Farmers protect citrus crop from freezing weather
January 12, 2015
By Steve Adler; Ag Alert
San Joaquin Valley citrus, which last year suffered multimillion-dollar losses due to freeze, escaped a similar fate at the turn of the new year, even though temperatures dropped to well below freezing.
The entire state felt the impact of a cold front that moved through California from Canada, and it was a particular concern in the citrus belt that extends north from Kern County to Madera County.
Cold temperatures prevailed throughout citrus-growing areas for six nights, prompting growers to activate their frost-protection measures. California Citrus Mutual said groves in Riverside, Kern, Tulare, Fresno and Madera counties all experienced temperatures dropping to 26-29 degrees for short durations.
CCM President Joel Nelsen said there could be “isolated areas of damage” to mandarin groves, particularly to trees and fruit farthest from wind machines, but he said any losses “should not affect volume or price significantly.”
The two primary citrus crops grown in the citrus belt are navel oranges and mandarins. Of the two, navels are more cold-tolerant and typically become vulnerable to frost only when temperatures drop below 28 degrees for several hours or for several nights in a row. Mandarins, on the other hand, can suffer freeze damage once temperatures dip below 32 degrees.
Any damaged fruit that won’t pass quality standards to go into the fresh market would go to processing, said Bob Blakely, CCM vice president.
The current citrus harvest began a few weeks ago, and an estimated 75 percent of the fruit remained on the trees when the cold weather began. Growers use wind machines or irrigation systems, or a combination of both, as frost-protection measures. By irrigating, growers can elevate the ground temperature slightly. Wind machines help to keep the air moving, breaking up pockets of cold air that can create problems.
Citrus Mutual estimated there are more than 22,000 wind machines throughout the citrus belt, most of which operate on propane. The organization estimated Monday that farmers had spent more than $16.5 million on frost-protection measures during the six-night freeze operation.
Given the drought situation, Nelsen said, most growers remained “very judicious” in using groundwater for frost protection.
“Our information is that pumping groundwater has been minimal,” he said.
One of the most water-starved areas is Terra Bella in Tulare County, where many farmers bought emergency water at high prices last summer to keep citrus trees from dying in the drought. Many of those growers have a little bit of that water left, and said they were using it to protect their groves from frost.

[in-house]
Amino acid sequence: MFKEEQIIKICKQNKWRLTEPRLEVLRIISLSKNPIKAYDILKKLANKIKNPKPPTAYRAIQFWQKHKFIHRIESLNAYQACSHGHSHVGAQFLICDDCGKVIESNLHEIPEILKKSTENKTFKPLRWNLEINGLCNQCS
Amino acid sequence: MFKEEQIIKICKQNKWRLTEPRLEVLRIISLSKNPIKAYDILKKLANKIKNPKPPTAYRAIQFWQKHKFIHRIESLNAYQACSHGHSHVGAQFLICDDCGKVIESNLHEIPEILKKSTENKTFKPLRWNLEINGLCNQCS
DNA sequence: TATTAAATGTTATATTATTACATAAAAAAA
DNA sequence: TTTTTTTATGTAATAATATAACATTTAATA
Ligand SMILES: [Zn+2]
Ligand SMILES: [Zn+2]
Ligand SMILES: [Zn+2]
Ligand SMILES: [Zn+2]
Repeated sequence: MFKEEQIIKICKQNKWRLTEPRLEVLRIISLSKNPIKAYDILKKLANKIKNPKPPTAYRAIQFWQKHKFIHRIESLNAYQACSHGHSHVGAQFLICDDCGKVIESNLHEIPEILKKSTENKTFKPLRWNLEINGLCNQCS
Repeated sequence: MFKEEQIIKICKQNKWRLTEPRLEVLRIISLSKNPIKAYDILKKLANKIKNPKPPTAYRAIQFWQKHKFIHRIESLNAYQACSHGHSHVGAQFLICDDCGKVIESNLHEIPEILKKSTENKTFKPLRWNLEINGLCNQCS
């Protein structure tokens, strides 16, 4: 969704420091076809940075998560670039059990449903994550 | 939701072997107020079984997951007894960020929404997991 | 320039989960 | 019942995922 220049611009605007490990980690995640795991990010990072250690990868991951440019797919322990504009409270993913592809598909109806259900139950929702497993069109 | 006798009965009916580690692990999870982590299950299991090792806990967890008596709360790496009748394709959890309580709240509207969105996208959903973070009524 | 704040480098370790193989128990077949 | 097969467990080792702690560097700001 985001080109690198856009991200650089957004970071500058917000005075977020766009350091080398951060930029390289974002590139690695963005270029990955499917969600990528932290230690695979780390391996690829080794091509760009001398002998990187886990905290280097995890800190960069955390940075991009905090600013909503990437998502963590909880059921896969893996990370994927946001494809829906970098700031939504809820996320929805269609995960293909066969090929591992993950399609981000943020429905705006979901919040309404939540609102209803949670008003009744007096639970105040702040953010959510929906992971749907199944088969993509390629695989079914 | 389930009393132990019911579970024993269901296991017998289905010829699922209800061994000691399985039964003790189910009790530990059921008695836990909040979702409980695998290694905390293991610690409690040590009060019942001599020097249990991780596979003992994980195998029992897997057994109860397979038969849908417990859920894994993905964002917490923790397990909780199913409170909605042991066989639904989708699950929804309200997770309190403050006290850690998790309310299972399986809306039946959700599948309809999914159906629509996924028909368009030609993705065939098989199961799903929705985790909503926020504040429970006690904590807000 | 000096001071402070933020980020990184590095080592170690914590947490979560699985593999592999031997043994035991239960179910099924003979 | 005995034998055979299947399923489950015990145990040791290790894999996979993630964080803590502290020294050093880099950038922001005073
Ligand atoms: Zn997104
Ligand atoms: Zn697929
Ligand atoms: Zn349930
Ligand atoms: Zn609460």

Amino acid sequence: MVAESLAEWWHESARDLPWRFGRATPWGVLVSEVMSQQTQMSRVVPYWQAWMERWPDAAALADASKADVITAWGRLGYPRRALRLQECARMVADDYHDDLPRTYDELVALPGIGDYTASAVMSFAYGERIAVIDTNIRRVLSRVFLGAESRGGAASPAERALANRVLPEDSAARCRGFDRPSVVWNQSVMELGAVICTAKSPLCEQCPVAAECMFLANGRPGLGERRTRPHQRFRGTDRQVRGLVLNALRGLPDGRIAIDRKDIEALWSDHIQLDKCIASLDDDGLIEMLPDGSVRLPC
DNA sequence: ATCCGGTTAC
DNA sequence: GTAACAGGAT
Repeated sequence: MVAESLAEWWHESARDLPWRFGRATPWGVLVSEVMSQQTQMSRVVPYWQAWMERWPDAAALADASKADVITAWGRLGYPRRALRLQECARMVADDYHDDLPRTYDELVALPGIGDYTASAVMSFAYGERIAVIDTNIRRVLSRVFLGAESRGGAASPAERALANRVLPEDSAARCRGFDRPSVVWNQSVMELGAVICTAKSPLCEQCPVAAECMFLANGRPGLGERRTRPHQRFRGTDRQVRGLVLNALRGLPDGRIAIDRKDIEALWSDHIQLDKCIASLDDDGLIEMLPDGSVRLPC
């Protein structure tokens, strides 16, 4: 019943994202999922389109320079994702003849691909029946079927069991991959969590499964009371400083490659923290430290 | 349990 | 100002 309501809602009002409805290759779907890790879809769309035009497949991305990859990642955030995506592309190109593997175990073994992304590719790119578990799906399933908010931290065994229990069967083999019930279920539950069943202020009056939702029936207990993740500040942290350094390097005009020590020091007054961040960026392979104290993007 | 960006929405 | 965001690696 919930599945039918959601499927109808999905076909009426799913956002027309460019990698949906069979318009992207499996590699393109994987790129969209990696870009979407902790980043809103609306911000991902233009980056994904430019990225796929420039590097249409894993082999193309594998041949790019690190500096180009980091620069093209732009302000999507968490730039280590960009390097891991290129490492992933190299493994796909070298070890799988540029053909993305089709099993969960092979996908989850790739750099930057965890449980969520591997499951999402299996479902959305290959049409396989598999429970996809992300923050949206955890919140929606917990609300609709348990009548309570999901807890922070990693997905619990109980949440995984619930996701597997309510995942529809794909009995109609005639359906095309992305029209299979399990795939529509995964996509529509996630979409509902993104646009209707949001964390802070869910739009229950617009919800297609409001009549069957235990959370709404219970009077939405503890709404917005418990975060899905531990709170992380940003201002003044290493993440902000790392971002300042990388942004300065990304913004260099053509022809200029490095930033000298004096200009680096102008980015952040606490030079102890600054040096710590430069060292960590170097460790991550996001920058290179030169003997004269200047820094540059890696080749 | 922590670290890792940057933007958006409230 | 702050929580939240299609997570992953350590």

“On our farm, we bought some emergency water last summer and we still have some of that available to us until February,” said Roger Everett, a citrus grower in Terra Bella, “so we are using that water that we have left for frost protection. Growers who didn’t buy any of that water probably don’t have any water available for frost protection.”
Everett said it has been his experience that citrus trees are able to tolerate the cold fairly well, but the fruit can be vulnerable. Blakely of CCM agreed with that assessment.
“In California, it is typically a case of lost fruit rather than a killing of the trees,” he said. “Our conditions here in this state are such that in the wintertime we have enough cold temperatures where the trees can go into a quasi-dormancy, where they can withstand quite low temperatures before we have any damage to the fruiting wood.”
The freezing temperatures came just over a year from a December 2013 freeze that caused an estimated $441 million in citrus losses.
Consumer demand for navels has been quite good, bringing “decent” prices to farmers, Blakely said.
“Prices were higher a few weeks ago, but we are starting to see them come off a little bit. Consumer acceptance of the fruit has been very good and demand has remained steady. Movement in the domestic market last year was actually higher than it was in the previous year. In the wintertime, there really aren’t any other producing areas that are providing navel oranges to the United States. However, if there is an event that causes a reduction in the California crop, some of that market could possibly be taken up by some of the European mandarins,” he said.
San Joaquin Valley citrus wasn’t the only crop or region that faced potential crop losses due to the freezing weather. Temperatures of below 32 degrees were recorded in the Coachella Valley as well as the desert areas of the Imperial Valley and Yuma, Ariz. The cold temperatures caused some reported production losses to all varieties of lettuce as well as to spinach. As a result, customers might see some short-term shortages in the next couple weeks, farmers and shippers said.
The Coachella and Imperial valleys and the Yuma area produce about 90 percent of the nation’s winter vegetables. Cold weather slows plant growth and delays the daily harvest activity until the plants begin to thaw in late morning or early afternoon.